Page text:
Philmore Gordon Davidson
He became embroilled in steelpans soon after the Second World War. Experimenting with remnants from the War, namely oil drums and biscuit tins, like so many others at the time he stumbled across a new musical sound which became the alternative to Tamboo Bamboo.
Davidson began to develop his tuning skills and in the late 1940s he became a founder member of Casablanca, one of the oldest steelbands in Trinidad. Casablanca is also one of the first steelbands to have made recordings of their music.
His musical skills on the bass led to him being selected to join TAPSO alongside the other gifted steelpan players of the day. After a successful tour and Sterling Betancourt remaining in England, Davidson found himself following in Betancourt’s footsteps.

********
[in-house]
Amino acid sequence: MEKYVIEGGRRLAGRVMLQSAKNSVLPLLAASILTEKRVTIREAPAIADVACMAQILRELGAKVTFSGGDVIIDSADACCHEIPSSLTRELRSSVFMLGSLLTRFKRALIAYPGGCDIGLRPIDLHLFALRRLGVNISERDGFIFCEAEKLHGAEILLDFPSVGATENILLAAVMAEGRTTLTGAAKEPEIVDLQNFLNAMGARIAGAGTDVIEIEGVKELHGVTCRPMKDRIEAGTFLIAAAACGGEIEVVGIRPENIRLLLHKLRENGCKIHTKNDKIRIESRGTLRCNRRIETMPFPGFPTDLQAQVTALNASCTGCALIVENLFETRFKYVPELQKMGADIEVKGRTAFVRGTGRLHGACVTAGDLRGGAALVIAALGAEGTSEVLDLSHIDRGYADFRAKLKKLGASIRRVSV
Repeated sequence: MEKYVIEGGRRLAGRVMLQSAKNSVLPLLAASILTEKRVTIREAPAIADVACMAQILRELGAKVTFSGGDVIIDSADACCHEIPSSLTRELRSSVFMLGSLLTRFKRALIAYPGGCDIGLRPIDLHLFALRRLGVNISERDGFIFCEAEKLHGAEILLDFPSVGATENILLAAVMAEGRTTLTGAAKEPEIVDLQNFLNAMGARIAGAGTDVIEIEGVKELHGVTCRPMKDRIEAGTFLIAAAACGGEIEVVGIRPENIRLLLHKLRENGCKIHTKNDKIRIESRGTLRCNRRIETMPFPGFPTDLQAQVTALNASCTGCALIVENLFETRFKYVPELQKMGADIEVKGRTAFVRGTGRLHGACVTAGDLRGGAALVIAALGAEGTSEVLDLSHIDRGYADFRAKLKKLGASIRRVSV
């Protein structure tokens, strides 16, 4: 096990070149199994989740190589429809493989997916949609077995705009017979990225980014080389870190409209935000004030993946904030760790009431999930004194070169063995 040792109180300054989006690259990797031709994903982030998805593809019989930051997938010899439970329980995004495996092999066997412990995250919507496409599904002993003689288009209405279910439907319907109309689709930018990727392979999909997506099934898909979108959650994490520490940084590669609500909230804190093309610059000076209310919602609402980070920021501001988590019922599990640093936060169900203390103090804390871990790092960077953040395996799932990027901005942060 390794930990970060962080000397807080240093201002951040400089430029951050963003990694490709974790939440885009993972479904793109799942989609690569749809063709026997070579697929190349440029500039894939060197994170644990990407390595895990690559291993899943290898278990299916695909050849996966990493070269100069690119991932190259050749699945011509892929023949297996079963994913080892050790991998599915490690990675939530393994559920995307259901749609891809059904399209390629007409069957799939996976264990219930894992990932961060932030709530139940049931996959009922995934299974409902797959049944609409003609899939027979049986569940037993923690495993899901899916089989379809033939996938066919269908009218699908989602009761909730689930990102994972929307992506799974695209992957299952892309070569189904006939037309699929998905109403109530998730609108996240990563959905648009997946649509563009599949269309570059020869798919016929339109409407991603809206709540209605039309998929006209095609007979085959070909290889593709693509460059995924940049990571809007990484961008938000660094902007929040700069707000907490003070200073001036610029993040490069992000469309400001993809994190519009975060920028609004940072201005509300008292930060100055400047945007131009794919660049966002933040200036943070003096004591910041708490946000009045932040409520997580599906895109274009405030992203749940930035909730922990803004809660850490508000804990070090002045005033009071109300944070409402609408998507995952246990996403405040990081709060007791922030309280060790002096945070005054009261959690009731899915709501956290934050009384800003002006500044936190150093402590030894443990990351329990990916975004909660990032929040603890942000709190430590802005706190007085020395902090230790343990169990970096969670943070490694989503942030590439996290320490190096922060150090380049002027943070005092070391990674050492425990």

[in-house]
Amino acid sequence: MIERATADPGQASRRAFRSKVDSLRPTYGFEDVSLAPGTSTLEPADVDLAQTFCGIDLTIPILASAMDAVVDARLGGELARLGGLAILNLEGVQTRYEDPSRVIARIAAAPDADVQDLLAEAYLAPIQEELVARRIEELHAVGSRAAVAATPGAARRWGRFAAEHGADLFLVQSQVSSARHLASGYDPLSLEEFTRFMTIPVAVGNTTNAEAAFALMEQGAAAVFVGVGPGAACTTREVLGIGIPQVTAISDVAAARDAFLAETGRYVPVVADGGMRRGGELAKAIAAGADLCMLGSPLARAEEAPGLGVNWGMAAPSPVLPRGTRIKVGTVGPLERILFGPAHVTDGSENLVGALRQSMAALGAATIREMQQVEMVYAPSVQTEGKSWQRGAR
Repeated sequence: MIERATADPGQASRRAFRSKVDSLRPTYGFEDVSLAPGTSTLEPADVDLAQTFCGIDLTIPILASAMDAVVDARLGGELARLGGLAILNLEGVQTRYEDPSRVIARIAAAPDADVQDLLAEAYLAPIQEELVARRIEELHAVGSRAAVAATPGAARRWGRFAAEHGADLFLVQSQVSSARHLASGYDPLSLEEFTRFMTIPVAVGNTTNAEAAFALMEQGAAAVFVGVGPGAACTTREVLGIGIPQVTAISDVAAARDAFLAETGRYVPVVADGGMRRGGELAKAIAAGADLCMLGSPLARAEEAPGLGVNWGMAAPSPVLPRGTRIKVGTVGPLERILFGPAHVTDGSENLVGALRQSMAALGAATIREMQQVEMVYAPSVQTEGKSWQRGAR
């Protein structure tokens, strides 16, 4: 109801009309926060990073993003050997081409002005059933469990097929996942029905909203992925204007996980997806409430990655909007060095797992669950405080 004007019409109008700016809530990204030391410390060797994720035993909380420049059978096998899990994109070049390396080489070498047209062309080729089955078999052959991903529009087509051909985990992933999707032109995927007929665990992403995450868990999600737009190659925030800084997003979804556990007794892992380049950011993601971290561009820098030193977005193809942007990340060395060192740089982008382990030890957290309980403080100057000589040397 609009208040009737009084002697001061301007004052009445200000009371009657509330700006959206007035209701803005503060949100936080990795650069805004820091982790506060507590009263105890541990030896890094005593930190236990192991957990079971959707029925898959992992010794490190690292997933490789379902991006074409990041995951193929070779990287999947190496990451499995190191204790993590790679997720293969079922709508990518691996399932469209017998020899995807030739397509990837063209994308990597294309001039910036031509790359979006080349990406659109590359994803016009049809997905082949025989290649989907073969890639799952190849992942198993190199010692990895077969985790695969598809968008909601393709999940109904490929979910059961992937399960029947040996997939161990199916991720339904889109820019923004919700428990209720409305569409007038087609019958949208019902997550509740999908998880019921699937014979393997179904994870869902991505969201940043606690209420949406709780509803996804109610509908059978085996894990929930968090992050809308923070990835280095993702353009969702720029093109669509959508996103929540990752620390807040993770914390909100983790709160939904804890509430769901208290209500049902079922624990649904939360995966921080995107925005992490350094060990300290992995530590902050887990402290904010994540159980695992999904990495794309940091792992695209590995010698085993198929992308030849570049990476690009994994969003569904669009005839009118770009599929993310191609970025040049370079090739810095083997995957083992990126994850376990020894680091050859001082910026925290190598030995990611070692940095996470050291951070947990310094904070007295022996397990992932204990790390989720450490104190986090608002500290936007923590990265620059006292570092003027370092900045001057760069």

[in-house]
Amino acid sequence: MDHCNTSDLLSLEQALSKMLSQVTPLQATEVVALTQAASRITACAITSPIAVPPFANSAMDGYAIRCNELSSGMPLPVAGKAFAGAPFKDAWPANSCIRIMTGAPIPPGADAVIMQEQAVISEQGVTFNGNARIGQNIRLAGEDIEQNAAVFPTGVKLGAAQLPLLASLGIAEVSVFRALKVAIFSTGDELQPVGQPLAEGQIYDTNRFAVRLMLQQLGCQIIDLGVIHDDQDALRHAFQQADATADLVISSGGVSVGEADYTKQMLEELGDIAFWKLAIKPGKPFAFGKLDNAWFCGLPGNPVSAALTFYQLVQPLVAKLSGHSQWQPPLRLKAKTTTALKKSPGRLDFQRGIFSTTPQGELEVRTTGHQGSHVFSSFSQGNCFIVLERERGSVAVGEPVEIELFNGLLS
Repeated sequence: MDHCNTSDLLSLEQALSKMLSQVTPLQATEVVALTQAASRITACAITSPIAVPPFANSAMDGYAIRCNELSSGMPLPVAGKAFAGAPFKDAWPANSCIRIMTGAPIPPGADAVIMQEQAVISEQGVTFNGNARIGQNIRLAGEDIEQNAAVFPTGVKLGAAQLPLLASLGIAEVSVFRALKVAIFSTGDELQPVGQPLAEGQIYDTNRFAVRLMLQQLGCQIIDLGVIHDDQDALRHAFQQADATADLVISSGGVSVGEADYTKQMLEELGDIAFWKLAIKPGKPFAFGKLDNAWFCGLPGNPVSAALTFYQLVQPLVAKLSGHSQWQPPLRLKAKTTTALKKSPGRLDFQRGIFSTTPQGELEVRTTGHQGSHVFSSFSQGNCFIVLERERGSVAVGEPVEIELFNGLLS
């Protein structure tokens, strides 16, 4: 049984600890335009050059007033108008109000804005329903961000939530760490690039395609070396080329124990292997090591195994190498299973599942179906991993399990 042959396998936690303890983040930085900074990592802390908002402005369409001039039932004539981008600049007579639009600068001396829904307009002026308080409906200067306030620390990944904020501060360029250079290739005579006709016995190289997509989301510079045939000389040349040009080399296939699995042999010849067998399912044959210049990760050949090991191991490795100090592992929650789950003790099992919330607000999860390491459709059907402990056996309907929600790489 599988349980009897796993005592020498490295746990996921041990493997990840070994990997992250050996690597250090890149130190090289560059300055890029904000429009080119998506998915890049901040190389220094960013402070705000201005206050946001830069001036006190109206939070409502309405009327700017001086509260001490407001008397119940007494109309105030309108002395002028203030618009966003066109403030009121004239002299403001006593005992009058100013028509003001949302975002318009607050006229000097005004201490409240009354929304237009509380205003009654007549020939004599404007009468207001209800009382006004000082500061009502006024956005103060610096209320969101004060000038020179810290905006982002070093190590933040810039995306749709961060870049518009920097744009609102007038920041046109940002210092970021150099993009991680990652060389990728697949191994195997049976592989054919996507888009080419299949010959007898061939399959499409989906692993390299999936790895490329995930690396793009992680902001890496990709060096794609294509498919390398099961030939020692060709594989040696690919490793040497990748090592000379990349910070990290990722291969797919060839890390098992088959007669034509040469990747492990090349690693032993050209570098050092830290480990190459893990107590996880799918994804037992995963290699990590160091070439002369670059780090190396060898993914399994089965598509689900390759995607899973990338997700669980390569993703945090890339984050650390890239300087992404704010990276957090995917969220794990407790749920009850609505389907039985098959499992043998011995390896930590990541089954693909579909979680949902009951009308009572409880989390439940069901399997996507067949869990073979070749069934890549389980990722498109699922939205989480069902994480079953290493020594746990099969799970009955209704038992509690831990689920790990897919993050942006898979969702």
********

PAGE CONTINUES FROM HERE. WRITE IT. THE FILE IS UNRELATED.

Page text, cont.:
He arrived in England in 1956 and began to work for British Rail. After several years he made the decision to leave his job in order to concentrate on supporting the steelpan network. He started by teaching pan in schools and in 1980, with some of his fellow Trinidadians, he formed the Mangrove steelband.
Under his instruction Mangrove was an instant success, gaining first place at the annual UK Panorama competition in 1981. Since then Mangrove has won Panorama several times and is one of the most succeseful steelbands in its history.Davidson was still teaching pan up to his passing in 1993. His funeral procession was accompanied by three steelbands playing Amazing Grace.